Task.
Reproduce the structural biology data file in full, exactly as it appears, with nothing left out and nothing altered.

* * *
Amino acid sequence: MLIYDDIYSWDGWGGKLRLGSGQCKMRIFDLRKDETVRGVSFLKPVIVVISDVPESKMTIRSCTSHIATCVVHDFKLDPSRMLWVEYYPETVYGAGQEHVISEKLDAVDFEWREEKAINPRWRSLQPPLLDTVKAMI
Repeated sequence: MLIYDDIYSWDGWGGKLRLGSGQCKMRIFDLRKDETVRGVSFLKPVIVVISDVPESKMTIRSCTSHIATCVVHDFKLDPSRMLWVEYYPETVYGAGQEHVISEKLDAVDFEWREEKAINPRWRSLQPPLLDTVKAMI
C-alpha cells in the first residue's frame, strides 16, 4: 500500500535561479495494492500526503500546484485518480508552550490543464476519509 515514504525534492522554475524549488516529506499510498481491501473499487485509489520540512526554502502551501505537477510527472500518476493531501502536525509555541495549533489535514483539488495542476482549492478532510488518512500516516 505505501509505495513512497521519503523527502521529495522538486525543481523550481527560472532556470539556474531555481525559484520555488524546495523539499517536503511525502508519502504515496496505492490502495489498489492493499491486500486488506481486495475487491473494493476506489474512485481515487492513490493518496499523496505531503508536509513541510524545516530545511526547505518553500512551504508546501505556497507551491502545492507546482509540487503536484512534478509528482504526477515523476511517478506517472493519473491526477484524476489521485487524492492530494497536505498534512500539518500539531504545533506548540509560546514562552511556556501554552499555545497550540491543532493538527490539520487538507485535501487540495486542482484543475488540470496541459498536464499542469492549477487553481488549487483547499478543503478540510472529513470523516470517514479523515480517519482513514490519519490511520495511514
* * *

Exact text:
Amino acid sequence: MLIYDDIYSWDGWGGKLRLGSGQCKMRIFDLRKDETVRGVSFLKPVIVVISDVPESKMTIRSCTSHIATCVVHDFKLDPSRMLWVEYYPETVYGAGQEHVISEKLDAVDFEWREEKAINPRWRSLQPPLLDTVKAMI
Repeated sequence: MLIYDDIYSWDGWGGKLRLGSGQCKMRIFDLRKDETVRGVSFLKPVIVVISDVPESKMTIRSCTSHIATCVVHDFKLDPSRMLWVEYYPETVYGAGQEHVISEKLDAVDFEWREEKAINPRWRSLQPPLLDTVKAMI
C-alpha cells in the first residue's frame, strides 16, 4: 500500500535561479495494492500526503500546484485518480508552550490543464476519509 515514504525534492522554475524549488516529506499510498481491501473499487485509489520540512526554502502551501505537477510527472500518476493531501502536525509555541495549533489535514483539488495542476482549492478532510488518512500516516 505505501509505495513512497521519503523527502521529495522538486525543481523550481527560472532556470539556474531555481525559484520555488524546495523539499517536503511525502508519502504515496496505492490502495489498489492493499491486500486488506481486495475487491473494493476506489474512485481515487492513490493518496499523496505531503508536509513541510524545516530545511526547505518553500512551504508546501505556497507551491502545492507546482509540487503536484512534478509528482504526477515523476511517478506517472493519473491526477484524476489521485487524492492530494497536505498534512500539518500539531504545533506548540509560546514562552511556556501554552499555545497550540491543532493538527490539520487538507485535501487540495486542482484543475488540470496541459498536464499542469492549477487553481488549487483547499478543503478540510472529513470523516470517514479523515480517519482513514490519519490511520495511514